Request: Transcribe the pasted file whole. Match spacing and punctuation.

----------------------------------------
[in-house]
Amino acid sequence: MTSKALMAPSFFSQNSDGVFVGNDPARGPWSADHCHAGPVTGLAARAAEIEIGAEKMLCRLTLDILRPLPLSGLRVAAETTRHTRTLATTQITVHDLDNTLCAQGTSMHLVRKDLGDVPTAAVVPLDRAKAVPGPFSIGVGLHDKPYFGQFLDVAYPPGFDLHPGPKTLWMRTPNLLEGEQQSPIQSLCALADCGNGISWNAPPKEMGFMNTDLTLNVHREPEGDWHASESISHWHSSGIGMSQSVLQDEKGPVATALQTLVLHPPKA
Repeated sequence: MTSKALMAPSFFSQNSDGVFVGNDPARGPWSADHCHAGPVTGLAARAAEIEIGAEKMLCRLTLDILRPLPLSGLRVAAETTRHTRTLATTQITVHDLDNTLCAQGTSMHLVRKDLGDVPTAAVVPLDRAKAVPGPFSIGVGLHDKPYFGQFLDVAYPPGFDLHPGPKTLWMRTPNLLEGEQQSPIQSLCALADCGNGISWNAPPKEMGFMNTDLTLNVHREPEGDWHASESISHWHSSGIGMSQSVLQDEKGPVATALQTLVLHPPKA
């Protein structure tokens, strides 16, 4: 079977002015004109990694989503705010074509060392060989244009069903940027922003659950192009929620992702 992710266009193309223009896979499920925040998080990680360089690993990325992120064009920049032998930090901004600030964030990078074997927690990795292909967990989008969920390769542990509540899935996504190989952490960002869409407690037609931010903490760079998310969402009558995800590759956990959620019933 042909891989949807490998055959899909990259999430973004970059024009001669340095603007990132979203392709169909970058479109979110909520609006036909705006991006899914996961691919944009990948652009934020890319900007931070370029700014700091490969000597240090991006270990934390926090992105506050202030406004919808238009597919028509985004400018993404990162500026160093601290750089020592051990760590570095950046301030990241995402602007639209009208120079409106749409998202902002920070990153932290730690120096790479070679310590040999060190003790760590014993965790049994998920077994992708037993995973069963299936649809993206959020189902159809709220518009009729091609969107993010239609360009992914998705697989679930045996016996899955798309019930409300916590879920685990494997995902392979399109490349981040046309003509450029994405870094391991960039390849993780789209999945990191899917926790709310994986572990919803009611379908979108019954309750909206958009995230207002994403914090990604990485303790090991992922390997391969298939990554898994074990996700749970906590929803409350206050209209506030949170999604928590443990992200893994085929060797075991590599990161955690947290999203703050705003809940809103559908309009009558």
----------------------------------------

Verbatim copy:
[in-house]
Amino acid sequence: MTSKALMAPSFFSQNSDGVFVGNDPARGPWSADHCHAGPVTGLAARAAEIEIGAEKMLCRLTLDILRPLPLSGLRVAAETTRHTRTLATTQITVHDLDNTLCAQGTSMHLVRKDLGDVPTAAVVPLDRAKAVPGPFSIGVGLHDKPYFGQFLDVAYPPGFDLHPGPKTLWMRTPNLLEGEQQSPIQSLCALADCGNGISWNAPPKEMGFMNTDLTLNVHREPEGDWHASESISHWHSSGIGMSQSVLQDEKGPVATALQTLVLHPPKA
Repeated sequence: MTSKALMAPSFFSQNSDGVFVGNDPARGPWSADHCHAGPVTGLAARAAEIEIGAEKMLCRLTLDILRPLPLSGLRVAAETTRHTRTLATTQITVHDLDNTLCAQGTSMHLVRKDLGDVPTAAVVPLDRAKAVPGPFSIGVGLHDKPYFGQFLDVAYPPGFDLHPGPKTLWMRTPNLLEGEQQSPIQSLCALADCGNGISWNAPPKEMGFMNTDLTLNVHREPEGDWHASESISHWHSSGIGMSQSVLQDEKGPVATALQTLVLHPPKA
């Protein structure tokens, strides 16, 4: 079977002015004109990694989503705010074509060392060989244009069903940027922003659950192009929620992702 992710266009193309223009896979499920925040998080990680360089690993990325992120064009920049032998930090901004600030964030990078074997927690990795292909967990989008969920390769542990509540899935996504190989952490960002869409407690037609931010903490760079998310969402009558995800590759956990959620019933 042909891989949807490998055959899909990259999430973004970059024009001669340095603007990132979203392709169909970058479109979110909520609006036909705006991006899914996961691919944009990948652009934020890319900007931070370029700014700091490969000597240090991006270990934390926090992105506050202030406004919808238009597919028509985004400018993404990162500026160093601290750089020592051990760590570095950046301030990241995402602007639209009208120079409106749409998202902002920070990153932290730690120096790479070679310590040999060190003790760590014993965790049994998920077994992708037993995973069963299936649809993206959020189902159809709220518009009729091609969107993010239609360009992914998705697989679930045996016996899955798309019930409300916590879920685990494997995902392979399109490349981040046309003509450029994405870094391991960039390849993780789209999945990191899917926790709310994986572990919803009611379908979108019954309750909206958009995230207002994403914090990604990485303790090991992922390997391969298939990554898994074990996700749970906590929803409350206050209209506030949170999604928590443990992200893994085929060797075991590599990161955690947290999203703050705003809940809103559908309009009558």